g0bshiTe (596213) | more than 2 years ago | (#38448936)

Yes let's chase after Google for having a monopoly on a free search, yet let people have no other choices in areas where it really counts, I'm thinking squarely of power companies, there's only one in my area there used to be two, I'm thinking high speed internet providers, think of all those who have one choice of high speed provider. I'm thinking Microsoft as well while I'm at it.

Why not though it's not like we don't have anything else that this money could be used for.

Re:monopoly on free service... (3, Informative)

jonnythan (79727) | more than 2 years ago | (#38448200)

No, but having a monopoly in one area legally precludes you from leveraging that monopoly to boost your business in other areas (mapping, advertising, email, online video, online document editing, mobile operating systems, etc etc etc).

Re:monopoly on free service... (1)

Maximum Prophet (716608) | more than 2 years ago | (#38448250)

No, but if they use that monopoly to gain an unfair advantage, it is. (i.e. Microsoft)

e.g. If they tell someone who uses Google that they can only use Google, and any radio, newspaper or Bing advertisements will result in them being banned for life from Google, that would be unfair. A natural monopoly just because no-one else is as smart as you is ok.

Re:monopoly on free service... (0)

Anonymous Coward | more than 2 years ago | (#38448384)

Kind of like you can't use Android without Google?

Re:monopoly on free service... (2)

Lomegor (1643845) | more than 2 years ago | (#38448428)

Re:monopoly on free service... (0)

NatasRevol (731260) | more than 2 years ago | (#38448536)

For really shitty definitions of working.

From the second link:

"I have the standard Android Contacts app, but without Google it does not sync to my Google contacts. I plan to remove my contacts from Google and write a small app that provides ContactsProvider2 via XMPP in an effort to decentralize and federate contact syncing."

Ok, so I have to write an app to get contact syncing?


Re:monopoly on free service... (1)

Plunky (929104) | more than 2 years ago | (#38448696)

In fact I have only Froyo still, and you can export the contacts individually or en masse to the SD card or off the phone via Bluetooth or email or MMS. The contacts are exported as a vCard 2.1 file (.vcf) which I edited by hand (using vi, a commonplace free text editor) then reimported the corrected contacts to my phone with no loss of information.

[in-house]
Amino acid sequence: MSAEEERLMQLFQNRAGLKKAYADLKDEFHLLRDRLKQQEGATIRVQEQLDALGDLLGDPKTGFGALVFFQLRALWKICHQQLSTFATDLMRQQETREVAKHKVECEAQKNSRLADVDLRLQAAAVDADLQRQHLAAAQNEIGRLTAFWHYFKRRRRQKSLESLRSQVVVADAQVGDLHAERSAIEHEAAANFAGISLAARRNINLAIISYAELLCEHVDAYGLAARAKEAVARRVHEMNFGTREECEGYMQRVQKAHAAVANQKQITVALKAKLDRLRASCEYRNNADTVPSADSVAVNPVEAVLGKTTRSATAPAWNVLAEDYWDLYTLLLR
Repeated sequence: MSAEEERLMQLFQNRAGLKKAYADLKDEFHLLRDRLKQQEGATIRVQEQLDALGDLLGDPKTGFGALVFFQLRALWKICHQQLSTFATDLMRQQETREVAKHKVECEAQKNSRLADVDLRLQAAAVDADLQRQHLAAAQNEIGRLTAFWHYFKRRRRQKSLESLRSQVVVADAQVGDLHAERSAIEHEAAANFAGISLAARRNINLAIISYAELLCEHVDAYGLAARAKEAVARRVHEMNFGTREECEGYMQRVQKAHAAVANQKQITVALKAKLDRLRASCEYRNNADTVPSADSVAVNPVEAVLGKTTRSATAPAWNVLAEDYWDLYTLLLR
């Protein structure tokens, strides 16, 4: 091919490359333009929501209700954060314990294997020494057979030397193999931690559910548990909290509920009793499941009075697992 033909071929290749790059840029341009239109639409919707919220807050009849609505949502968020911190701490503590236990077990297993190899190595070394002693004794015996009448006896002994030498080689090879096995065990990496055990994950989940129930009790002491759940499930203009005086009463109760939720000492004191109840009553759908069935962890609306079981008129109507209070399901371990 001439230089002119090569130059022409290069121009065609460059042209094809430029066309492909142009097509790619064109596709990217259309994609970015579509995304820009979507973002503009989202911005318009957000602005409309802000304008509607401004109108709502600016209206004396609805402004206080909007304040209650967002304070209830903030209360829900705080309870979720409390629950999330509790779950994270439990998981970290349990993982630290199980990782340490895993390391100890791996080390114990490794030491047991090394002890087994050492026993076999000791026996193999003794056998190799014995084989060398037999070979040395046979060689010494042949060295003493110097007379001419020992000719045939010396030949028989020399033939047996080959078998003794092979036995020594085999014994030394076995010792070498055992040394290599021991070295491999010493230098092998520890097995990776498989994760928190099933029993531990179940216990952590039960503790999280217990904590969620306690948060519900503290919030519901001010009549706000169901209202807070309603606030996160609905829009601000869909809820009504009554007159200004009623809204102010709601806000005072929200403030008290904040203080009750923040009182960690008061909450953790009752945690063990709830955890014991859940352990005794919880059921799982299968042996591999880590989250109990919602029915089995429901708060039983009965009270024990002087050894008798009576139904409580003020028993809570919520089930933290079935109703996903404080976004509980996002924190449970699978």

its a pretty good backup, on my laptop. Google account not required.

Re:monopoly on free service... (0)

NatasRevol (731260) | more than 2 years ago | (#38448732)

Great syncing solution.

Re:monopoly on free service... (1)

jedidiah (1196) | more than 2 years ago | (#38448706)

So you need a Google app to use a Google service and this is somehow supposed to be a "monopoly"?

It's suboptimal but not exactly a "monopoly".

One could simply use a Contact management method that doesn't use Google anything outside of the phone itself. I think that was one of the first things I installed for my own (Android) phone.

Troll harder.

Re:monopoly on free service... (1)

NatasRevol (731260) | more than 2 years ago | (#38448748)

Got any syncing services that run on Android and don't use Google services?

Re:monopoly on free service... (3, Informative)

dmesg0 (1342071) | more than 2 years ago | (#38448932)

Yes, quite a few. Microsoft exchange for example. And anyone can write account services with syncing, all APIs are public.

Re:monopoly on free service... (1)

NeutronCowboy (896098) | more than 2 years ago | (#38448950)

Erm. How do you plan to synch to Google contacts without use of a Google API? Now, if he would have said that he can't use contacts at all, fine. But he's complaining that he can't use easily access Google contacts when he removed the various Google hooks? *facepalm*

Re:monopoly on free service... (1)

NatasRevol (731260) | more than 2 years ago | (#38448712)

Also, from the first link, Schmidt said it was possible to not use Google search. He didn't say it was possible to not use Google services while running Android.

Re:monopoly on free service... (1)

Andy Dodd (701) | more than 2 years ago | (#38448742)

It's possible to do so - it's just that no one has bothered to write an app suite to use alternative services that can come close to Google Apps. There's nothing preventing anyone from doing so.